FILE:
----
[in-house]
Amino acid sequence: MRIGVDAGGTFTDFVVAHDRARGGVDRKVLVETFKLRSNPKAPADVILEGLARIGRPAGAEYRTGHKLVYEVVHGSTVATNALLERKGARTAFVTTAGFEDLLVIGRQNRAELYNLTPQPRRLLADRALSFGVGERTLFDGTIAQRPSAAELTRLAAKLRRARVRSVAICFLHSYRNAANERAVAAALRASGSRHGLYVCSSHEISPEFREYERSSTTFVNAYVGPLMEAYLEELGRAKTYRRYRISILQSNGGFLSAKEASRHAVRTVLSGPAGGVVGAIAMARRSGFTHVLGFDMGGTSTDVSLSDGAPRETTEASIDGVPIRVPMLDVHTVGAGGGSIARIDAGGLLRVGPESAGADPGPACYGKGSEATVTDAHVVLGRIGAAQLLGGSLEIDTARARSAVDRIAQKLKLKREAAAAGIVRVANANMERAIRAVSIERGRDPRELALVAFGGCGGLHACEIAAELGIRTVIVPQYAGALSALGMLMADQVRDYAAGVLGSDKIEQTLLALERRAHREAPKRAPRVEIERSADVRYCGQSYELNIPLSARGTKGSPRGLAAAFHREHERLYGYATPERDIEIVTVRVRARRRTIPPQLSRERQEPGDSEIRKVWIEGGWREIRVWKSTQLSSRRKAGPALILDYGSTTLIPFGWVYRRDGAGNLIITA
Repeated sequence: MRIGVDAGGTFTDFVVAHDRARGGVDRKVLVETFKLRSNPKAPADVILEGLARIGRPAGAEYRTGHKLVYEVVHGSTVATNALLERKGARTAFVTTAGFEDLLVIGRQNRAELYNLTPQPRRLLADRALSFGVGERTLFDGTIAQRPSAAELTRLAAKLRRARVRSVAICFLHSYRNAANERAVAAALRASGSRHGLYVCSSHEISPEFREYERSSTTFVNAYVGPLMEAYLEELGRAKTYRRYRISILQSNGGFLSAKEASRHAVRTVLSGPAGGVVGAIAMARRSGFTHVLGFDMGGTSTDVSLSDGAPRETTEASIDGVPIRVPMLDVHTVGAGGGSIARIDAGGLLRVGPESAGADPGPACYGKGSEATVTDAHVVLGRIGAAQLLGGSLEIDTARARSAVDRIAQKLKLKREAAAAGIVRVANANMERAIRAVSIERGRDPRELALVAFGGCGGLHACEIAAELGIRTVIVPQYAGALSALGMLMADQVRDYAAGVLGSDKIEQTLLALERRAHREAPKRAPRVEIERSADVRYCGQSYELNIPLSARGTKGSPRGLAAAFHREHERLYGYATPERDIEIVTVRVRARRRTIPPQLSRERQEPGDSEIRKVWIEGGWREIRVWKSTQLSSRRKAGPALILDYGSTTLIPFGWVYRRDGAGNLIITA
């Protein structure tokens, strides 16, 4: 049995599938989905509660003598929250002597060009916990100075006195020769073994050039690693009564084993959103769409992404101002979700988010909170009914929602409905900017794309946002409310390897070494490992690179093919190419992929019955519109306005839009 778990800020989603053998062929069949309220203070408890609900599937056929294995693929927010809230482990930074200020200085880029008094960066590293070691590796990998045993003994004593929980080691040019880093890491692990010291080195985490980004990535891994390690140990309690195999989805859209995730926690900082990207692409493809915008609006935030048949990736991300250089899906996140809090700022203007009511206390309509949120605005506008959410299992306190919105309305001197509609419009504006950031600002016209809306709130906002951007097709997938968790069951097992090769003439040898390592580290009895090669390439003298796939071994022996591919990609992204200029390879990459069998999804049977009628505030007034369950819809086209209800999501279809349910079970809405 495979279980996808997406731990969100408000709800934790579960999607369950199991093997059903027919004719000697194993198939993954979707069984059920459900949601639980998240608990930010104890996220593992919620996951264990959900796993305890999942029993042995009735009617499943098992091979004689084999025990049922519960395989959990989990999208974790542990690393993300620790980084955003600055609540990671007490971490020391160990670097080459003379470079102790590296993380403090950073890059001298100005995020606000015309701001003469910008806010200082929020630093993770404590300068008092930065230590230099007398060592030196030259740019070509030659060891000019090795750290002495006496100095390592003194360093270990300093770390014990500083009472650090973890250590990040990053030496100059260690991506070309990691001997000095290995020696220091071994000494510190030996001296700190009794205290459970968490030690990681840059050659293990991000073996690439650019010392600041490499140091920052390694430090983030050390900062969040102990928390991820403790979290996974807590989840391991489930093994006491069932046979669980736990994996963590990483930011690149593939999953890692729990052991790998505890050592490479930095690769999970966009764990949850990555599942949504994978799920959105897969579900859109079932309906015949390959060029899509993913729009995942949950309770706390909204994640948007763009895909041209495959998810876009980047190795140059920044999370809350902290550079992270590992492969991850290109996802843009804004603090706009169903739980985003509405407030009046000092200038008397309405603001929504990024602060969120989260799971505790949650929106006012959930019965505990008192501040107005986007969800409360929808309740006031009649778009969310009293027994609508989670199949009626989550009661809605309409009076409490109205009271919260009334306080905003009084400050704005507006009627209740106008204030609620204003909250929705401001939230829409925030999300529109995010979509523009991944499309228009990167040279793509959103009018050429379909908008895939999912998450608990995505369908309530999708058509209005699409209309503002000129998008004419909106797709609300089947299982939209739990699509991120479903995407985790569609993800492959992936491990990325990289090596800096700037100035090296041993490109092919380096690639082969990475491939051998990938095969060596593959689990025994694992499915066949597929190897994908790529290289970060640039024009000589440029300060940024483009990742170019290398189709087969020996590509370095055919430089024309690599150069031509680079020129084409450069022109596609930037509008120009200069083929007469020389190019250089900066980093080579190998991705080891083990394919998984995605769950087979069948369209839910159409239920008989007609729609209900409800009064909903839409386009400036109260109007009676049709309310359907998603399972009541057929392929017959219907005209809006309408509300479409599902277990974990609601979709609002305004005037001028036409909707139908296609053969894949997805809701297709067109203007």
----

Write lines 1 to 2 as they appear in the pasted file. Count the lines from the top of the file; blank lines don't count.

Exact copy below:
[in-house]
Amino acid sequence: MRIGVDAGGTFTDFVVAHDRARGGVDRKVLVETFKLRSNPKAPADVILEGLARIGRPAGAEYRTGHKLVYEVVHGSTVATNALLERKGARTAFVTTAGFEDLLVIGRQNRAELYNLTPQPRRLLADRALSFGVGERTLFDGTIAQRPSAAELTRLAAKLRRARVRSVAICFLHSYRNAANERAVAAALRASGSRHGLYVCSSHEISPEFREYERSSTTFVNAYVGPLMEAYLEELGRAKTYRRYRISILQSNGGFLSAKEASRHAVRTVLSGPAGGVVGAIAMARRSGFTHVLGFDMGGTSTDVSLSDGAPRETTEASIDGVPIRVPMLDVHTVGAGGGSIARIDAGGLLRVGPESAGADPGPACYGKGSEATVTDAHVVLGRIGAAQLLGGSLEIDTARARSAVDRIAQKLKLKREAAAAGIVRVANANMERAIRAVSIERGRDPRELALVAFGGCGGLHACEIAAELGIRTVIVPQYAGALSALGMLMADQVRDYAAGVLGSDKIEQTLLALERRAHREAPKRAPRVEIERSADVRYCGQSYELNIPLSARGTKGSPRGLAAAFHREHERLYGYATPERDIEIVTVRVRARRRTIPPQLSRERQEPGDSEIRKVWIEGGWREIRVWKSTQLSSRRKAGPALILDYGSTTLIPFGWVYRRDGAGNLIITA